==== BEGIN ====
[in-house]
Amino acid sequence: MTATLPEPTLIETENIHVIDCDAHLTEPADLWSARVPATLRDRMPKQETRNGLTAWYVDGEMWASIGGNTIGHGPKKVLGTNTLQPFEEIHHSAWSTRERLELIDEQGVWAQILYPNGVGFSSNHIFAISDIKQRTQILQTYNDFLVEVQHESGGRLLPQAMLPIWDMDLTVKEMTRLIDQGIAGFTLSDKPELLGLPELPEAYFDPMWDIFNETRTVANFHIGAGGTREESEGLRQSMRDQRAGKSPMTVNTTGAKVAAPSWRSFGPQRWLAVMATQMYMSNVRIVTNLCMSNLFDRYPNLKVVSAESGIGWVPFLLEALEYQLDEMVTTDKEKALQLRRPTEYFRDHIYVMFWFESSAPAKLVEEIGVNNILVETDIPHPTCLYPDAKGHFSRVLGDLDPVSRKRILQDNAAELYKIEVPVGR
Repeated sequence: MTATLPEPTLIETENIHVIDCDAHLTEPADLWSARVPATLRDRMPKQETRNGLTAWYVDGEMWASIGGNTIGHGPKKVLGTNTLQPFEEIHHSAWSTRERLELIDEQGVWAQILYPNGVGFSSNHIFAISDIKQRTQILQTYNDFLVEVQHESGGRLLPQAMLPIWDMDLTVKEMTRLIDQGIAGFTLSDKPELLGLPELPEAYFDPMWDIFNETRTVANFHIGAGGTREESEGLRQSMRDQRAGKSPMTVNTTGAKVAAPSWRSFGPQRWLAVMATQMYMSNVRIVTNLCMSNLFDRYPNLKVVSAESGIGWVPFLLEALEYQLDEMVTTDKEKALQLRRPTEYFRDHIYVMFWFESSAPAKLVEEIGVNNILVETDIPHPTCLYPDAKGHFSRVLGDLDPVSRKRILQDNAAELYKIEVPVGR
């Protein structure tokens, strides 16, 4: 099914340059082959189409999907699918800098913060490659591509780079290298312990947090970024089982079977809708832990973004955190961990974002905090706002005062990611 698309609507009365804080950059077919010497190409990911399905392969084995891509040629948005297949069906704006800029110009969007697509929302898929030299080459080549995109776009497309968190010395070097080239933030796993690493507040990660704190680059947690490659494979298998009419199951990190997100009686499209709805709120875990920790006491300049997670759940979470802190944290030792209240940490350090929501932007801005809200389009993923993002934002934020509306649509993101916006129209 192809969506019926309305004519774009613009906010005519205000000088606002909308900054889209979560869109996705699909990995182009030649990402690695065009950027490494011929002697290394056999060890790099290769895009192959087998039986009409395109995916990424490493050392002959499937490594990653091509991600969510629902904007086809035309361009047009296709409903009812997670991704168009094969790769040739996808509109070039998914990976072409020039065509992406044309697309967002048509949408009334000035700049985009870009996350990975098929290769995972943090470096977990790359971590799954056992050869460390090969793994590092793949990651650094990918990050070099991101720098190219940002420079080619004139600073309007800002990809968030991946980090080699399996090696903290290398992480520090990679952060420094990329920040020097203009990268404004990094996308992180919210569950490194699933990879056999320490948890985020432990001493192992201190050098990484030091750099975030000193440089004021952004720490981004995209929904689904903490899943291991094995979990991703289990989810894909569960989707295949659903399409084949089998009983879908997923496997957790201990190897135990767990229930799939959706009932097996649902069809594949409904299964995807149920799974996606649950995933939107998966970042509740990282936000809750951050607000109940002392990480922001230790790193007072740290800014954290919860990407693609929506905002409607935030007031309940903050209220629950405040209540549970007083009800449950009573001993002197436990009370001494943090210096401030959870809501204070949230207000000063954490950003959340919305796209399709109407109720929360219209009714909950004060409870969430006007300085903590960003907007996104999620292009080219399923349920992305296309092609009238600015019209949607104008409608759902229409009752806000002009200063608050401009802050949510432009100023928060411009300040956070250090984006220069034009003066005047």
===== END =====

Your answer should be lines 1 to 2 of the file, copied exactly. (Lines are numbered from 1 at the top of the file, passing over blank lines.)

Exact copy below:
[in-house]
Amino acid sequence: MTATLPEPTLIETENIHVIDCDAHLTEPADLWSARVPATLRDRMPKQETRNGLTAWYVDGEMWASIGGNTIGHGPKKVLGTNTLQPFEEIHHSAWSTRERLELIDEQGVWAQILYPNGVGFSSNHIFAISDIKQRTQILQTYNDFLVEVQHESGGRLLPQAMLPIWDMDLTVKEMTRLIDQGIAGFTLSDKPELLGLPELPEAYFDPMWDIFNETRTVANFHIGAGGTREESEGLRQSMRDQRAGKSPMTVNTTGAKVAAPSWRSFGPQRWLAVMATQMYMSNVRIVTNLCMSNLFDRYPNLKVVSAESGIGWVPFLLEALEYQLDEMVTTDKEKALQLRRPTEYFRDHIYVMFWFESSAPAKLVEEIGVNNILVETDIPHPTCLYPDAKGHFSRVLGDLDPVSRKRILQDNAAELYKIEVPVGR